These alcohol doses were combined with three marijuana dosages (placebo, low, or moderate doses).

Plasma THC levels and mood changes were observed after 90 minutes of smoking. The researchers found that when the subjects consumed alcohol and marijuana together, THC took effect more quickly. 

The participants who took the drug combination of THC and alcohol also exhibited increased episodes of euphoria and had higher plasma THC levels compared to when they consumed placebo alcohol. 

The authors suggested that alcohol may increase THC absorption, increasing the positive effects of smoked marijuana on the participant’s mood. 

They also concluded that increased euphoria resulting from THC and alcohol might be a significant factor in the popularity of their combined effects.

A 2015 survey evaluated the simultaneous and concurrent (separate) use of alcohol and cannabis in adults 18 years and older(39)

The research found that the simultaneous use of alcohol and cannabis was almost twice as high as concurrent use.

The authors also discovered that the simultaneous use of these substances was detrimental to individuals. It can result in doubled odds of drunk driving, social consequences, and self-harm incidences.

Another study in 2019 reported that users who took alcohol and marijuana simultaneously had higher sensation-seeking behaviors than users who took alcohol alone. They are also heavier and more frequent alcohol users compared with alcohol-only drinkers(40)

Marijuana use as a medication is only legal in select states in the US(41).

Conclusion

There is a growing public interest in the interaction between CBD and alcohol, with people becoming curious how long after taking CBD oil can they drink alcohol.

However, there is a lack of evidence on CBD’s effects on alcohol. Some studies have even presented conflicting reports.

There are several research materials on CBD’s purported benefits on the side effects of alcohol. These alcohol-related conditions include damages to the brain and the liver.

Evidence has shown that CBD may help with hepatic function and prevention of neurodegeneration. Research suggests that CBD may help with hangovers and alcohol withdrawal because of its promising health benefits, including its suggested antiemetic properties.

There has also been a proliferation of CBD-infused products. CBD beer and CBD cocktails are gaining popularity. 

Still, the FDA warns that mixing CBD with alcohol may result in sedation and drowsiness. 

Potential CBD alcohol substitutes may involve mixing CBD with non-alcoholic beverages, such as “mocktails” (fruit juices or soft drinks that try to mimic cocktails).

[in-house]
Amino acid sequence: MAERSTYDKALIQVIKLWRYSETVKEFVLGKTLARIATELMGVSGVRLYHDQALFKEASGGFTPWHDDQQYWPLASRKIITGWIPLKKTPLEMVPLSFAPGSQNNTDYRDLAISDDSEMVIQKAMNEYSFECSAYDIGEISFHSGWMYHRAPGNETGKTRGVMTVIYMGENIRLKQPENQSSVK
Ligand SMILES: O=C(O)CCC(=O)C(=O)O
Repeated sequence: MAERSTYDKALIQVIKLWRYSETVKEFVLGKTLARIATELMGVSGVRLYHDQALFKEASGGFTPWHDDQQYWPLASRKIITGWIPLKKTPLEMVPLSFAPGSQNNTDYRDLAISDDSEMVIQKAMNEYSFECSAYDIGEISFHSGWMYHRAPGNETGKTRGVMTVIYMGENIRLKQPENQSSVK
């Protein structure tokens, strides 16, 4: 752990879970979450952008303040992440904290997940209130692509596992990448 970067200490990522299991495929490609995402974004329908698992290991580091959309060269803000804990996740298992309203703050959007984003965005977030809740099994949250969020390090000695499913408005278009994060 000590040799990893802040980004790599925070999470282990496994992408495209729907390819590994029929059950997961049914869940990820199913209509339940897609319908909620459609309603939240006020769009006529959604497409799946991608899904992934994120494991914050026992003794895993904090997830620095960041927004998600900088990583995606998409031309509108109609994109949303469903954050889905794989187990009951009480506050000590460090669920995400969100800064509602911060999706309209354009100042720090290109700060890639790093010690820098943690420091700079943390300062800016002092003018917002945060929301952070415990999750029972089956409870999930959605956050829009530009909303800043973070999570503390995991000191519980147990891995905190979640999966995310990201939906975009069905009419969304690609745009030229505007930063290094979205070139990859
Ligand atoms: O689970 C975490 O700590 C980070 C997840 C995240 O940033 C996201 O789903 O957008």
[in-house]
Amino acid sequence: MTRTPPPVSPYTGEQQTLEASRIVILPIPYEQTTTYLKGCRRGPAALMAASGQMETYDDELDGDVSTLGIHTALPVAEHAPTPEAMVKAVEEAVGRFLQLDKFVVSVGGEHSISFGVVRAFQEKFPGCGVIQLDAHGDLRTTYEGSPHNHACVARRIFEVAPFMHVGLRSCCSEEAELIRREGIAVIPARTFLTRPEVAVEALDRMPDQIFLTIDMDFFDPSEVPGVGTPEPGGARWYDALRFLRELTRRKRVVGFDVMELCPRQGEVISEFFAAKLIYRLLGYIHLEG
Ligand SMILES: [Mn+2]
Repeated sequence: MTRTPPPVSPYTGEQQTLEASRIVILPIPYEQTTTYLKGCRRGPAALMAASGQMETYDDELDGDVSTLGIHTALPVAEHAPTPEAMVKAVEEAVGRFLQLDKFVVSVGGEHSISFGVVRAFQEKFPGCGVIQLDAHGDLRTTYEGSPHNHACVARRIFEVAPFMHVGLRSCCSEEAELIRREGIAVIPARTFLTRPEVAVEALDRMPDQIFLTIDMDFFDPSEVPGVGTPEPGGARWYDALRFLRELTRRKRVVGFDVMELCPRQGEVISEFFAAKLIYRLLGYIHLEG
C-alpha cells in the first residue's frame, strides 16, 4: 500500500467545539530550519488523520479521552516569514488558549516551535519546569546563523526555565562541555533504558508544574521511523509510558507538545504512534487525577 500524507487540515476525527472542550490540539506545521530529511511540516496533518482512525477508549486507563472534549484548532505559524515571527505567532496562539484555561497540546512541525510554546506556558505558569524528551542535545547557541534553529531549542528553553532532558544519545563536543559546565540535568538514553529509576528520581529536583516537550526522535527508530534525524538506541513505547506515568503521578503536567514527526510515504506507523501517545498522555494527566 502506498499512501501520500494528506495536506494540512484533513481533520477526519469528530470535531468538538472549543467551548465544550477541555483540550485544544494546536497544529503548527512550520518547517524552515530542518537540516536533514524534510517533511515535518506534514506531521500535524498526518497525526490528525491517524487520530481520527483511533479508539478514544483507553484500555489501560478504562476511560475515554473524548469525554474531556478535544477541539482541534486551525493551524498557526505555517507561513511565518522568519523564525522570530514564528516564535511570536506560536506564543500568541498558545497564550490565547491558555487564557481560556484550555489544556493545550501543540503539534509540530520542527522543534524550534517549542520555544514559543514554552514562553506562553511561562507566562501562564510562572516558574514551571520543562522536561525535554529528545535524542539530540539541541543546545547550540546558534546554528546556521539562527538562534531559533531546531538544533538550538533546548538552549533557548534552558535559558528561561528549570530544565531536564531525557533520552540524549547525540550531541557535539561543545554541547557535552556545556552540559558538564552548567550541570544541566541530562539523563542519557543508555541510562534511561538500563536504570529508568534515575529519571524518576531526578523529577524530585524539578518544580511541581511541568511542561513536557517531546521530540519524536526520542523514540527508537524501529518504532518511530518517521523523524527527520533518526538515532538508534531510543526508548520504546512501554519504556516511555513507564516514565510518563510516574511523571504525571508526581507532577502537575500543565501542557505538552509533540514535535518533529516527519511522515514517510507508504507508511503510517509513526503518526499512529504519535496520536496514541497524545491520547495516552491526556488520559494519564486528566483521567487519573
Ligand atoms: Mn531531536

Individuals may use unflavored CBD oil or tinctures and mix these with any drink of their choice.

However, before using any CBD product, individuals should seek professional medical advice.


  1. Consroe, P., Carlini, E. A., Zwicker, A. P., & Lacerda, L. A. (1979). Interaction of cannabidiol and alcohol in humans. Psychopharmacology, 66(1), 45–50. https://doi.org/10.1007/BF00431988
  2. Viudez-Martínez, A., García-Gutiérrez, M. S., Navarrón, C. M., Morales-Calero, M. I., Navarrete, F., Torres-Suárez, A. I., & Manzanares, J. (2018). Cannabidiol reduces ethanol consumption, motivation and relapse in mice. Addiction biology, 23(1), 154–164. https://doi.org/10.1111/adb.12495
  3. What to Know About Products Containing Cannabis and CBD. (n.d.). Retrieved from https://www.fda.gov/consumers/consumer-updates/what-you-need-know-and-what-were-working-find-out-about-products-containing-cannabis-or-cannabis
  4. Consroe, P. op. Cit.
  5. What Is BAC? (n.d.). Retrieved from https://alcohol.stanford.edu/alcohol-drug-info/buzz-buzz/what-bac
  6. Viudez-Martínez, A. op. cit.
  7. Gonzalez-Cuevas, G., Martin-Fardon, R., Kerr, T. M., Stouffer, D. G., Parsons, L. H., Hammell, D. C., Banks, S. L., Stinchcomb, A. L., & Weiss, F. (2018). Unique treatment potential of cannabidiol for the prevention of relapse to drug use: preclinical proof of principle. Neuropsychopharmacology: official publication of the American College of Neuropsychopharmacology, 43(10), 2036–2045. https://doi.org/10.1038/s41386-018-0050-8
  8. What to Know About Products Containing Cannabis and CBD. op. cit.
  9. Hendler, R. A., Ramchandani, V. A., Gilman, J., & Hommer, D. W. (2013). Stimulant and sedative effects of alcohol. Current topics in behavioral neurosciences, 13, 489–509. https://doi.org/10.1007/7854_2011_135
  10. National Institute on Drug Abuse. (2020, July 24). Prescription Stimulants DrugFacts. Retrieved from https://www.drugabuse.gov/publications/drugfacts/prescription-stimulants
  11. Shannon, S., Lewis, N., Lee, H., & Hughes, S. (2019). Cannabidiol in Anxiety and Sleep: A Large Case Series. The Permanente Journal, 23, 18–041. https://doi.org/10.7812/TPP/18-041
  12. Otani K. (2003). Seishin shinkeigaku zasshi = Psychiatria et neurologia Japonica, 105(5), 631–642.
  13. Yamaori S, Ebisawa J, Okushima Y, Yamamoto I, Watanabe K. Potent inhibition of human cytochrome P450 3A isoforms by cannabidiol: role of phenolic hydroxyl groups in the resorcinol moiety. Life Sci. 2011 Apr 11;88(15-16):730-6. doi: 10.1016/j.lfs.2011.02.017. Epub 2011 Feb 26.DOI: 10.1016/j.lfs.2011.02.017
  14. Lindeman, S. (2020, July 24). CBD and Xanax. Retrieved July 30, 2020, from https://cbdclinicals.com/cbd-and-xanax/